The city’s unemployment rate in June went to 8.7 percent from May’s 8.6 percent, the state Department of Labor reported.
The one-month rise was not itself a significant increase, but after falling consistently each month for nearly a year starting last spring, there have now been four consecutive months without a noticeable decline in the city’s jobless rate.
Most of the drop in the rate from its 10 percent peak has come not from significant job gains but as a result of discouraged job seekers leaving the work force.
The city added 51,400 private sector jobs in the 12 months ending in June. The 1.6 percent growth rate, “is pretty good by historical standards,” according to James Brown, principal economist at the labor department.
Rental rigmarole challenges prospective tenants
With a vacancy rate in Manhattan of under 1 percent, apartments sometimes rent in hours, not days or weeks. Good tenants are not that hard to find. On top of that, evicting problem tenants can be expensive and time-consuming.
So, as the New York Times observes, most landlords here require a lot of information.
They want to see a prospective tenant’s tax returns, pay stubs, bank statements, proof of employment, photo identification and, sometimes, reference letters from previous landlords.
Everyone will run a credit check (many Manhattan landlords look for a score above 700) and just about all, from big management firms to small-time landlords, want to know that your gross income is somewhere between 40 and 50 times the monthly rent.
Luxury sales in the East End Continue reading
Twenty-two single-family homes and five co-ops are to be auctioned by the King’s County public administrator on Tuesday, June 28 at 2 p.m.
The properties, which were owned by individuals who died without wills, have minimum bids ranging from a low of $65,000 to as much as $3.6 million.
Pictured below, the $3.6 million townhouse, which is in the heart of downtown Brooklyn across from the City Point development, went on the block last December with an upset price of $4 million. There were no bidders.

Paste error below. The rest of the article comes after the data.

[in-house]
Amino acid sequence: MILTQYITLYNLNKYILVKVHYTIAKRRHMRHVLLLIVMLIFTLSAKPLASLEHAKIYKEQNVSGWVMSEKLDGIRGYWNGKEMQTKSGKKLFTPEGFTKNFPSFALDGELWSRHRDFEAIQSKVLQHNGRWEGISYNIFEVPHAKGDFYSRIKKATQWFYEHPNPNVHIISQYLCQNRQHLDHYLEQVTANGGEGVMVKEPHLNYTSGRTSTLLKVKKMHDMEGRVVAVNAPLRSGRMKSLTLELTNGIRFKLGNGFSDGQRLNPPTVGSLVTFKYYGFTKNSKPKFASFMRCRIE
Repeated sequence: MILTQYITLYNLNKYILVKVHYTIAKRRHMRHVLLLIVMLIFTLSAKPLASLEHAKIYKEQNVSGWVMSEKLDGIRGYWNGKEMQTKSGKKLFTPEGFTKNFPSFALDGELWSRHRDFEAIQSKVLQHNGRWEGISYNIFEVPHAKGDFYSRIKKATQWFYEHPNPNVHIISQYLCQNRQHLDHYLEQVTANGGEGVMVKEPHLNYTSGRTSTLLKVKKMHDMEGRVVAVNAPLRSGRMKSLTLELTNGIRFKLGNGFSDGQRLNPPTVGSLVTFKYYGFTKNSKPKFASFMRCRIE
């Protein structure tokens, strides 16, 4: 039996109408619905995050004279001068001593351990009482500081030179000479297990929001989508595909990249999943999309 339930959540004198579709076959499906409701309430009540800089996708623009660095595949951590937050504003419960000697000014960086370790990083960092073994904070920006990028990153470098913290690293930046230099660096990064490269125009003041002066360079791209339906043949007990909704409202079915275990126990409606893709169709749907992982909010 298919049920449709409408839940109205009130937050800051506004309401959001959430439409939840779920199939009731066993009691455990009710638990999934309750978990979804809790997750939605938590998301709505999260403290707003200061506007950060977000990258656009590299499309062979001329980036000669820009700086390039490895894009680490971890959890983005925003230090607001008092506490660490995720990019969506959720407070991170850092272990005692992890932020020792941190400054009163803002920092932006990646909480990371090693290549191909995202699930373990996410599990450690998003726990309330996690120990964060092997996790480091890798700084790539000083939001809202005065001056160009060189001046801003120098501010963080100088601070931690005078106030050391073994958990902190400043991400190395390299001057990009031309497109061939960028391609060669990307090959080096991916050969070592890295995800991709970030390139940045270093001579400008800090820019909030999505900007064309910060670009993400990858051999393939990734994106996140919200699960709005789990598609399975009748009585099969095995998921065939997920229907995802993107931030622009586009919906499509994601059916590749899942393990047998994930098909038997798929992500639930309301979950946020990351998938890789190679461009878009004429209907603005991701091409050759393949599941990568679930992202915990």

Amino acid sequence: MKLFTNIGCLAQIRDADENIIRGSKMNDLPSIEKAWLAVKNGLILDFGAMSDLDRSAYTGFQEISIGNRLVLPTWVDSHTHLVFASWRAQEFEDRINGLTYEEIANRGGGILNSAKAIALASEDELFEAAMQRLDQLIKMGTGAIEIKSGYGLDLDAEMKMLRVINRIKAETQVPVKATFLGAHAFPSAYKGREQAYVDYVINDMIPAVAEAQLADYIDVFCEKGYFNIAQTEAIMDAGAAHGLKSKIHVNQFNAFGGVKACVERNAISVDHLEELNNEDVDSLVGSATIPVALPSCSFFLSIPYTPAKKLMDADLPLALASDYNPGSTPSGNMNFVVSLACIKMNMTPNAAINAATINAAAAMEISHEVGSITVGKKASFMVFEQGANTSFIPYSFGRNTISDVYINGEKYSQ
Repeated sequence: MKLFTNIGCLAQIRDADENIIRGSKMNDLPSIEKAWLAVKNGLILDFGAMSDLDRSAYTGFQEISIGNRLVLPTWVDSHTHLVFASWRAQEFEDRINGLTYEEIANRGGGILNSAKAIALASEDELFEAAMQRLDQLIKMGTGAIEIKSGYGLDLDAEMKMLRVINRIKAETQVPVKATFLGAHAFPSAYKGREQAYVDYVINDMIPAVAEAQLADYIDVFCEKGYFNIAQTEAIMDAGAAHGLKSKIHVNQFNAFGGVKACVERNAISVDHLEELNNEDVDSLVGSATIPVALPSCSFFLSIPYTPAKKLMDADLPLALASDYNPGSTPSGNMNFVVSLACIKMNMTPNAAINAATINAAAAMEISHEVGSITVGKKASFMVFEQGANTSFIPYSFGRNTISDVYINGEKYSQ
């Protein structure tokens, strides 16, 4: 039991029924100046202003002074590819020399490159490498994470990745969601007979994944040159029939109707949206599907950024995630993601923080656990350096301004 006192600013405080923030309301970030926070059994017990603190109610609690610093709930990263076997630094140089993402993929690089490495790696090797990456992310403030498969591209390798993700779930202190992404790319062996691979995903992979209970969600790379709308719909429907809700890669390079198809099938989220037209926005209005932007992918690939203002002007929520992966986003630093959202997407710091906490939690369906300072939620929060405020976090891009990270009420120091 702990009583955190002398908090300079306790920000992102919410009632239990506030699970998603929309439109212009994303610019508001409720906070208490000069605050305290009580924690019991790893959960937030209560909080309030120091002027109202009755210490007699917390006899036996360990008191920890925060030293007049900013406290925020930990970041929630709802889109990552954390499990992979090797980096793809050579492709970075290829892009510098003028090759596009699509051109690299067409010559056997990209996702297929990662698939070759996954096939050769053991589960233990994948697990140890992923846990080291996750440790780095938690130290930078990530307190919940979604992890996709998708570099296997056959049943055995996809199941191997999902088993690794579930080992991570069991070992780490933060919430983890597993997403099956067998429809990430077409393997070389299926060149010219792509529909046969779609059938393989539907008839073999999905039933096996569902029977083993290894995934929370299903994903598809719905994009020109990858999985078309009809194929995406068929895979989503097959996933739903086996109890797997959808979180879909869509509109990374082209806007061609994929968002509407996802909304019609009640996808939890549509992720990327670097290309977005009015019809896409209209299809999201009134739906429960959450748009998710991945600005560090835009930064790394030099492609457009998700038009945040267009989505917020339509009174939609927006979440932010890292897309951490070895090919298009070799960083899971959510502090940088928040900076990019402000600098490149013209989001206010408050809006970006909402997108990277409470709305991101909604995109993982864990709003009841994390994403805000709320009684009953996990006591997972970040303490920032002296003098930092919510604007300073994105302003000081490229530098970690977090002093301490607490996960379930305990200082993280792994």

In fact, the auction was lackluster, so other unsold properties that went on the block six months ago have reappeared as well.
However, Continue reading
My coverage of New York City news likely will be sporadic over the next couple of weeks, but please do check here to catch up with important developments or perhaps my idle musings.
It takes longer to foreclose on homes in New York than in any other state—and it’s getting longer every month.
Two years ago, the state began requiring that banks and borrowers attend settlement conferences before a foreclosure takes place.
While the conferences are popular with borrowers and have succeeded in helping some families keep their homes, banks have been reluctant to participate. That, and recent revelations that some lenders have improperly submitted foreclosure documents, has prompted judges to take a harsher stance with lenders.
CUOMO IS UNRELENTING ON PLEDGE TO CAP PROPERTY TAXES
Gov.-elect Andrew M. Cuomo is making clear to legislative leaders that one of his priorities is to cap local property taxes, a notion that would have large consequences statewide for homeowners and school districts.
Cuomo is proposing a limit on the total amount of property tax dollars that can be collected annually by a school district, municipality or special district by capping the increase in the local tax levy at 2 percent or the rate of inflation, whichever is less, according to his campaign literature. Schools traditionally receive the largest share of property taxes.
A cap would not directly affect New York City, where property taxes are relatively low because of revenue from the city’s personal income tax and where the schools are financed through the general city budget. But outside the city, New York is among the most heavily taxed states in the country.
D’YA THINK THIS NOMAD MIGHT HAVE A BOOK OR MOVIE DEAL IN THE BACK OF HIS MIND OR HIGHEST OF HIS HOPES?
Ed Casabian’s nomadic existence Continue reading